Concerns about dogs, blanket hogs
Healdsburg’s “Tuesdays on the Plaza” concerts were an instant hit when they were launched a dozen years ago and each year concertgoers and city of Healdsburg staff vigorously discuss what works and what doesn’t.
At last week’s Parks & Recreation Commission meeting, the annual discussion of the events began with a breakdown of costs and logistics.
Dave Jahns, the city’s Recreation Supervisor, told the commission that concert attendance ranged from 750 to well over a 1,200 people, but that, “it averages 1,000 people most weeks.”
Jahns said the revenue for this year’s concert series was $42,594; $35,500 came from sponsorships from local families and businesses and $7,094 from food vendors that pay a share of revenue each week.
Jahns noted that, in addition to financial sponsorships, the Haydon Street Inn, the Dry Creek Inn, Big John’s Market, Oakville Grocery and Mountain Mike’s Pizza donated food and lodging to the bands.
The cost to put on the series was pegged at $60,944. Jahns broke that down to $27,925 for bands and performers, $27,613 for staff and event production and $5,406 for equipment, hospitality and permits. Staff work on each concert begins the night before and continues each Tuesday well after concertgoers have gone home.
Jahns noted that he had just taken over for the previous event coordinator when the season began and that he hopes to increase sponsorships next year so that the event series can break even.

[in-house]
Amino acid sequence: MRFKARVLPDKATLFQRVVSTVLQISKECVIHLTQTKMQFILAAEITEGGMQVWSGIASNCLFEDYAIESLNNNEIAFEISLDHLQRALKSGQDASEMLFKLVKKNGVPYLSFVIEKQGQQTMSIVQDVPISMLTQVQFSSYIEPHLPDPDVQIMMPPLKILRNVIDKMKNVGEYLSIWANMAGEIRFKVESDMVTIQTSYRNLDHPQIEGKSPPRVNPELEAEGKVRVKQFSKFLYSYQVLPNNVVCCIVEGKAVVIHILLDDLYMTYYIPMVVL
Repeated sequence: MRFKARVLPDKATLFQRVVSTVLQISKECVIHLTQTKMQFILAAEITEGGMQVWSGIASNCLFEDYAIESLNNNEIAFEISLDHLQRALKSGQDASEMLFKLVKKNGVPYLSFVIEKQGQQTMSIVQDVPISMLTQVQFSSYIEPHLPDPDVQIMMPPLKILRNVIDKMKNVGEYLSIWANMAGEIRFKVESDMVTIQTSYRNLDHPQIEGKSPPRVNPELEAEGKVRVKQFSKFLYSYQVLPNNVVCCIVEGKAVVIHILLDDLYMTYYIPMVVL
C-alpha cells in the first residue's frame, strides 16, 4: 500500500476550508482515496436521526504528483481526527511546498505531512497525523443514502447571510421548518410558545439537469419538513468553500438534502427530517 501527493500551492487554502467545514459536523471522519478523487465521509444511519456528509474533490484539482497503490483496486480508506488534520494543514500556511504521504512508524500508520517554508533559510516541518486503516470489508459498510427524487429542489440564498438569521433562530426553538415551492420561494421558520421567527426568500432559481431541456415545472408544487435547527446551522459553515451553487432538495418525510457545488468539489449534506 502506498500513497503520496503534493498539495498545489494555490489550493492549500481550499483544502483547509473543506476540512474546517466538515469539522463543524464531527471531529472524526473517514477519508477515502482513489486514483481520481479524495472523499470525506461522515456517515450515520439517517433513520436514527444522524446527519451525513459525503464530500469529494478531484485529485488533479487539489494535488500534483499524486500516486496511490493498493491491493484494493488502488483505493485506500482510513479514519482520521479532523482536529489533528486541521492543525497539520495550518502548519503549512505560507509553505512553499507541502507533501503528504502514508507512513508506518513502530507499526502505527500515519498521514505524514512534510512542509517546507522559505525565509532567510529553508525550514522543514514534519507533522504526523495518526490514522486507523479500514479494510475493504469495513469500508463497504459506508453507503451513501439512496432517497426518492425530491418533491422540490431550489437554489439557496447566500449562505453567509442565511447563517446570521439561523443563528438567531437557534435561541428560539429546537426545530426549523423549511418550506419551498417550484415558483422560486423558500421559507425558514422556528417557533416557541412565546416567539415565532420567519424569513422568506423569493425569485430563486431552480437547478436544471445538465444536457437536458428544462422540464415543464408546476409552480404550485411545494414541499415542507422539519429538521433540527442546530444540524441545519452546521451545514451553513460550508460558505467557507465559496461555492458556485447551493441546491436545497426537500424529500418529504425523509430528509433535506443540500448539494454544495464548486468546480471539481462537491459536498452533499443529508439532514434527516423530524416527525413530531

After the background discussion, commissioners and the public praised Jahns and longtime event producer Dan Zastrow for a successful series and acknowledged the Alexander Valley Film Society for showing kid-friendly films once a month during the season.
The primary areas of concern were dogs and blankets. Dogs are not legally prohibited from the park, but are discouraged from the concerts. Commissioner Kathy Birdsong noted that dogs can be intimidating to concertgoers when people are sitting and dogs are standing, running through seating areas, relieving themselves or snatching food.
The other primary area of concern was about the appropriation of large areas of the Plaza by people who have the time to come early, claim a spot and sit until the afternoon (unattended blankets and chairs are prohibited before 4 p.m.).
“We hear a lot that working families don’t have the time to stake out a spot for hours,” said commissioner Ariel Kelley.
Commissioner Juan Mota echoed Kelley’s comments. “A lot of people don’t go because there are blankets all over,” he said.
The issue was framed in another way by Leticia Romero, executive director of Corazón Healdsburg. The Aug. 22 concert featured Latino music, a dance performance and childrens’ art activities.
In an emotional appeal to the commission, Romero said that, “On Tuesdays, the Latino families stand at the corners of the Plaza but on August 22 they came into the Plaza and were part of it.”
Other suggestions to make the event more friendly to working families who can’t babysit a blanket all day included setting aside a portion of the Plaza for latecomers, providing bicycle parking to alleviate parking problems and providing organized childrens’ activities more often.